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Click here for originalSan Francisco Business Times
August 3, 2001

Tea Time
Couple turns hobby into thriving business, carries tea ritual to modern world

By: Julie Ratner
When Gary Shinner and his wife-to-be Jill Portman bought their engagement rings,
the jeweler performed an ancient tea ceremony.
Click here for original

They were hooked.
The founders of Mighty Leaf Tea hadn't planned to make tea a livelihood. The former Chicago investment banker and a real estate developer took up tea drinking as a hobby, learning about its origins and history, and soon were taking trips to Paris every six months to learn from a master blender.
In 1995, they headed to San Francisco, seeking a market open to new ideas; a place where they could produce and sell their newfound passion: loose leaf tea.
Eleven years into their marriage, Shinner and Portman's company now brings in $1.75 million in annual revenue, and their company, Mighty Leaf, has witnessed 71 percent growth in just three years.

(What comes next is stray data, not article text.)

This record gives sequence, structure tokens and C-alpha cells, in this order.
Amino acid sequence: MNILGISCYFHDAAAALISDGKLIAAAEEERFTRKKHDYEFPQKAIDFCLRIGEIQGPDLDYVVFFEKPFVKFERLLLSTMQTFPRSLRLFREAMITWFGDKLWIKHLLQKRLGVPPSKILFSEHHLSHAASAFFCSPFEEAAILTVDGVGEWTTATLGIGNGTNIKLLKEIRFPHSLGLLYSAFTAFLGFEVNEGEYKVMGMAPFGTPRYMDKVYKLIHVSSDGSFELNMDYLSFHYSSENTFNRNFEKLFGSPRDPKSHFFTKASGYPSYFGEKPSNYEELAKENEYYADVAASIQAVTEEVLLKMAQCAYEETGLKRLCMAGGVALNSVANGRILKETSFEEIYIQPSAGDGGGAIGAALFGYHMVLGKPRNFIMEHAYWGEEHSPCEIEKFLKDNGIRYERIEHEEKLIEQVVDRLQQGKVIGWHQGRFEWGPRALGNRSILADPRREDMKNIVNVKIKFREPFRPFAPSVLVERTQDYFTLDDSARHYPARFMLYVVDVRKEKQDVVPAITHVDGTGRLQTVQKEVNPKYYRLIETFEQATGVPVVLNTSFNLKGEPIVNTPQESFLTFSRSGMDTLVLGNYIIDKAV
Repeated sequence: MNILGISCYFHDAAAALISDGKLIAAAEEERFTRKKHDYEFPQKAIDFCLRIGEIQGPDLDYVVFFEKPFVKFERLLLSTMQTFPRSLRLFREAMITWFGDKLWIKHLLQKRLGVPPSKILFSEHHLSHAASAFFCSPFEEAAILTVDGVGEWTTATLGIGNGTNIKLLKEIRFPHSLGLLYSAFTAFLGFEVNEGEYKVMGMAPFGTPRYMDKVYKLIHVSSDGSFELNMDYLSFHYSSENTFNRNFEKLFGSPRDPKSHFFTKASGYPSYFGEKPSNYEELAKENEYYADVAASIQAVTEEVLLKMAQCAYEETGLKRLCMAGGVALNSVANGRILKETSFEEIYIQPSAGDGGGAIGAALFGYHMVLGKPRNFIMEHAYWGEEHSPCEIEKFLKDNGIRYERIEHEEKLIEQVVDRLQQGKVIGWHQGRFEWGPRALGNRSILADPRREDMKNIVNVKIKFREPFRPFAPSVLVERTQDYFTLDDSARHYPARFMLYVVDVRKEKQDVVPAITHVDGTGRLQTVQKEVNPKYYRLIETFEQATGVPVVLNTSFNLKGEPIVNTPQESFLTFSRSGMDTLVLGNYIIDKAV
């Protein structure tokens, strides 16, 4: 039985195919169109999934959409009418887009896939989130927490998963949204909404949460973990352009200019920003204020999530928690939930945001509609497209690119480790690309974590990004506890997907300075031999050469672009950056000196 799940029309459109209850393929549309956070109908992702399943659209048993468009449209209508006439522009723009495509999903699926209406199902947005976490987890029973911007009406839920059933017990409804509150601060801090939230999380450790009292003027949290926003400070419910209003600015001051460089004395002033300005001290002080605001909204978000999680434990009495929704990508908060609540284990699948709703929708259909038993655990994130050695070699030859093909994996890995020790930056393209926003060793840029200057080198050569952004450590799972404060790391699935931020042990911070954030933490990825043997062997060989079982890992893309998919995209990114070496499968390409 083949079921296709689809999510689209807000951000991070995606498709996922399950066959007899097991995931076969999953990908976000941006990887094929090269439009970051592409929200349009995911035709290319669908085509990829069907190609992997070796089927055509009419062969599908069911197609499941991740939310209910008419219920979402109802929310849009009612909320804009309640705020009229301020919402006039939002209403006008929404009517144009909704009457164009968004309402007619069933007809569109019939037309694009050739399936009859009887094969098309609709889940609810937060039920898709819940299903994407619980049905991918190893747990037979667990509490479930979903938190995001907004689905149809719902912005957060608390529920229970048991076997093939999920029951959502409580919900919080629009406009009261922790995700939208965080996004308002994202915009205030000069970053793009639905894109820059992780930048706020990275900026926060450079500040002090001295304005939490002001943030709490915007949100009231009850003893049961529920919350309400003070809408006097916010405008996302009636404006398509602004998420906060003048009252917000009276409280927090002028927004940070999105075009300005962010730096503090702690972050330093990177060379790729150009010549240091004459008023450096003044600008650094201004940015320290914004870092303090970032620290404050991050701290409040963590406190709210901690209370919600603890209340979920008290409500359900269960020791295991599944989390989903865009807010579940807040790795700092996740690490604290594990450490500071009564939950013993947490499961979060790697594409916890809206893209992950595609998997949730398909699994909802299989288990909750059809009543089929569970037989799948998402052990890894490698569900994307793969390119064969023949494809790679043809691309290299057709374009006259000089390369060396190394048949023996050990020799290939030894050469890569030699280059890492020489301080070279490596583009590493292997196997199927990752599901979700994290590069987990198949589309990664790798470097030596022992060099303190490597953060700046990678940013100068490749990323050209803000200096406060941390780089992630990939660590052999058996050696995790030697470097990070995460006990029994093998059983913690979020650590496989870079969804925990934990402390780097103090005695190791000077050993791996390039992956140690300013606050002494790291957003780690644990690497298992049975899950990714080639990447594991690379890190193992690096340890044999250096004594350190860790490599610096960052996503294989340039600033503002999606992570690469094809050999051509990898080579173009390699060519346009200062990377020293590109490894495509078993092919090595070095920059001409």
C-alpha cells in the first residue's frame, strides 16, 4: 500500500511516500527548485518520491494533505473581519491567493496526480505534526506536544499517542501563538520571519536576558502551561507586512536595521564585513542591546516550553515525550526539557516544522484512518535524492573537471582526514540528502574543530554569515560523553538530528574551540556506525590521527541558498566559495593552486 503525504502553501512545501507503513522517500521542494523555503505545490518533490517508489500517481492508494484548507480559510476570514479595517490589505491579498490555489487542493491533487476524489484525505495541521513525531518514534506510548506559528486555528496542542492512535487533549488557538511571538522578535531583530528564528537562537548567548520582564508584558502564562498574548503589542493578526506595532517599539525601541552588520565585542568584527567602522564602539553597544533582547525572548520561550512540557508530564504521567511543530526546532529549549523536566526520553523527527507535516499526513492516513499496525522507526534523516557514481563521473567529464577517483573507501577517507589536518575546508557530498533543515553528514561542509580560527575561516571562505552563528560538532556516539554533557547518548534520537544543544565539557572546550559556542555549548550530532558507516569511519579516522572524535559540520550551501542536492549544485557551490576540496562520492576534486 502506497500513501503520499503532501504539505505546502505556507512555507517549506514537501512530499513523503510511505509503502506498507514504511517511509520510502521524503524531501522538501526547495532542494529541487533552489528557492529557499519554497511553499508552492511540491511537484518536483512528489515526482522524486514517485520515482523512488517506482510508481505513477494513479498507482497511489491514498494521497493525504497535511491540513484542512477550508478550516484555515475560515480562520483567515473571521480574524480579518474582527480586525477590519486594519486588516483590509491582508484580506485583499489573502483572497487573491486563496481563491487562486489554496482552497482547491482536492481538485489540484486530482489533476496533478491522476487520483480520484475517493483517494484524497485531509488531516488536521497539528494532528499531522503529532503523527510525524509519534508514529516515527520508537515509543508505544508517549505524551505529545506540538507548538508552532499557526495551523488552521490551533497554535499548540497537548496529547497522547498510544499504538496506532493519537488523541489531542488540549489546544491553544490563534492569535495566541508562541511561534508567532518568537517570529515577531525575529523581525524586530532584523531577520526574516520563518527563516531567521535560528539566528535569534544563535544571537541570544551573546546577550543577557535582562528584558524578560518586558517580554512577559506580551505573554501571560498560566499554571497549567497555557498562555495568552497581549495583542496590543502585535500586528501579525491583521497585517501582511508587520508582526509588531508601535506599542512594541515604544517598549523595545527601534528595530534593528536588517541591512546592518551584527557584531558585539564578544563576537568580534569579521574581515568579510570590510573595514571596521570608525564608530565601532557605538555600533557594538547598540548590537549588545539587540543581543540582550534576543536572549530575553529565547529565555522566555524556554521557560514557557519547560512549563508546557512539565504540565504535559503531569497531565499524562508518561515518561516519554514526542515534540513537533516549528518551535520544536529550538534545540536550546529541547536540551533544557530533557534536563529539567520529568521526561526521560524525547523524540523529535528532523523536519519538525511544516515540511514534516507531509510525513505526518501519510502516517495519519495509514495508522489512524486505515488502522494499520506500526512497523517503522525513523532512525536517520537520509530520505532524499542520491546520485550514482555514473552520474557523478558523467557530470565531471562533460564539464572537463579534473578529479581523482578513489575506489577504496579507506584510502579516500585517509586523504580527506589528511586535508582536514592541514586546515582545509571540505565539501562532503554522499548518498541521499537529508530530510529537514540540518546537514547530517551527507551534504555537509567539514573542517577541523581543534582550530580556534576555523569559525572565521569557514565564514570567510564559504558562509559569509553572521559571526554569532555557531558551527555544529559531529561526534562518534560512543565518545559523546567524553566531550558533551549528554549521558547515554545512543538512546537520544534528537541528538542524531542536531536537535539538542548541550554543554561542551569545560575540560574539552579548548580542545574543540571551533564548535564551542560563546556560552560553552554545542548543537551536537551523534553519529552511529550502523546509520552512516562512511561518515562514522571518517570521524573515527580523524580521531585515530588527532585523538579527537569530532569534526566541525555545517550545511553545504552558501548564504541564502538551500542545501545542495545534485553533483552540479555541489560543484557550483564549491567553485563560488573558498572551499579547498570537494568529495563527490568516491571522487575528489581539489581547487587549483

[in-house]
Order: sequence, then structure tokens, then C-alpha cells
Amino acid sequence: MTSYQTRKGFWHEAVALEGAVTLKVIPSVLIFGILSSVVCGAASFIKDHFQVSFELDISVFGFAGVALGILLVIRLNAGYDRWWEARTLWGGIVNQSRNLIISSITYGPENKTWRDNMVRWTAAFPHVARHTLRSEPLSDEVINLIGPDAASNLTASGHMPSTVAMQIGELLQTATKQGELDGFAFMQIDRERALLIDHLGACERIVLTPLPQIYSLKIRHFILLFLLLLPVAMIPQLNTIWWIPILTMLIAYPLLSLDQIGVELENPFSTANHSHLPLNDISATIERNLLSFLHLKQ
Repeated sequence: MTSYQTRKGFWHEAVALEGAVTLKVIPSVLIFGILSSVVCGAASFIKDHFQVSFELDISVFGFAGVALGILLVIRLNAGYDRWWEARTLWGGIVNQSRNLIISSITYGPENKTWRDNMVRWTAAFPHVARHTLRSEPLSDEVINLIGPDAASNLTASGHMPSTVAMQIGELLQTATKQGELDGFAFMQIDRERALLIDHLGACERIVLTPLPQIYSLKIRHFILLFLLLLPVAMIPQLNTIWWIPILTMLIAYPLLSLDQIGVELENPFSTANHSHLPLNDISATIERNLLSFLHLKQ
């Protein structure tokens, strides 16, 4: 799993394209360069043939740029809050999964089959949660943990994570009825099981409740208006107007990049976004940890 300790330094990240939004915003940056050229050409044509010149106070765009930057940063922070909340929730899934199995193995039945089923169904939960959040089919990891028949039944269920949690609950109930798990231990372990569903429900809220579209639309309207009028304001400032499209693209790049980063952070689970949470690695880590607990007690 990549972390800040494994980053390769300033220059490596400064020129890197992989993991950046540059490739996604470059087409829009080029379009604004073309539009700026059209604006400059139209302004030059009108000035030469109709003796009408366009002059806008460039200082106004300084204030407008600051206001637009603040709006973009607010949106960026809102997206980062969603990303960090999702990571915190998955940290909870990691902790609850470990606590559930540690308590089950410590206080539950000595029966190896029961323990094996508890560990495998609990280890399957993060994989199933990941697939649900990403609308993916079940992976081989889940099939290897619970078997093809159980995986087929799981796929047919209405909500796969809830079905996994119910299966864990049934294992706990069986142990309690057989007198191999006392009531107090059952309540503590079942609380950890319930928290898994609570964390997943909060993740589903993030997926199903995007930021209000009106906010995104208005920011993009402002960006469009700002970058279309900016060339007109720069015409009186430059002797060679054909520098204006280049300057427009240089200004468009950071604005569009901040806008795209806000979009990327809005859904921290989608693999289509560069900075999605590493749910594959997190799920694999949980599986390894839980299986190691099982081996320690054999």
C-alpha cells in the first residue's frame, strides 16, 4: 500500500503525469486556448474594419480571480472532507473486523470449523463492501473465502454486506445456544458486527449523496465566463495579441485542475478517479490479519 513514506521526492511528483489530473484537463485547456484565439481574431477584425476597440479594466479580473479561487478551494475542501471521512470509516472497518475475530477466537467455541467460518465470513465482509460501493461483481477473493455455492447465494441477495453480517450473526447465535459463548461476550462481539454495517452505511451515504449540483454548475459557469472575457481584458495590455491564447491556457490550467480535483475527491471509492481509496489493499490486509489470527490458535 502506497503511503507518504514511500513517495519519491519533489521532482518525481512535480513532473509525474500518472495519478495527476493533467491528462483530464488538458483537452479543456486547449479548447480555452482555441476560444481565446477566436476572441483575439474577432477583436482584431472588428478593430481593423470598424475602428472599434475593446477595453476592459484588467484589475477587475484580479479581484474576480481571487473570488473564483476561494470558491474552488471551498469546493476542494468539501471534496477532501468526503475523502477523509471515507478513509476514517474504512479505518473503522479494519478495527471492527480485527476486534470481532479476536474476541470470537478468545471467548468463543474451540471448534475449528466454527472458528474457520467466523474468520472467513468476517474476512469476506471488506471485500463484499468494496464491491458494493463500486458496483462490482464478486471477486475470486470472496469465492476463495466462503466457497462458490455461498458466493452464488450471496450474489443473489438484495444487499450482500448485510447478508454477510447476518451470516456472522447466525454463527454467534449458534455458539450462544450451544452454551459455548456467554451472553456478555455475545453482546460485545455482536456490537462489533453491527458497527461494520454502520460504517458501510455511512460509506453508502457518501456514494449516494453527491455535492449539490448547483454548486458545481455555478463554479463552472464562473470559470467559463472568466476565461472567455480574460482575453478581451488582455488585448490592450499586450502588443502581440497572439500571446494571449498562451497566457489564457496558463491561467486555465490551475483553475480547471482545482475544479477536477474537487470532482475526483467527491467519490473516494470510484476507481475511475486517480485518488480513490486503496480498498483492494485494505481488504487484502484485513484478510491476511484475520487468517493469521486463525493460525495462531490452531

In a country of coffee addicts and corner Starbucks, Shinner and Portman seem to have pulled off a major coup. "Tea in this country has been viewed as stodgy, your grandmother's tea, something you sip when you're not feeling quite well," says Shinner. "Our mission is to dispel that myth. That's why we're Mighty Leaf: Because it rejects the stodgy image of what tea is, it's our stamp, our take on tea."
Mighty Leaf's first incarnation was Tea & Co., a large, airy teahouse with posh digs on Fillmore Street. But after three years of retail, Shinner and Portman decided to expand -- and evolve -- into Mighty Leaf, becoming a wholesaler of loose leaf teas. Banking on the relationships they formed at Tea & Co., they set up shop in Sausalito, producing 25 percent of their product a year for local cafes, restaurants, hotels and universities like Stanford and the University of California, Berkeley, and another 75 percent for national clients.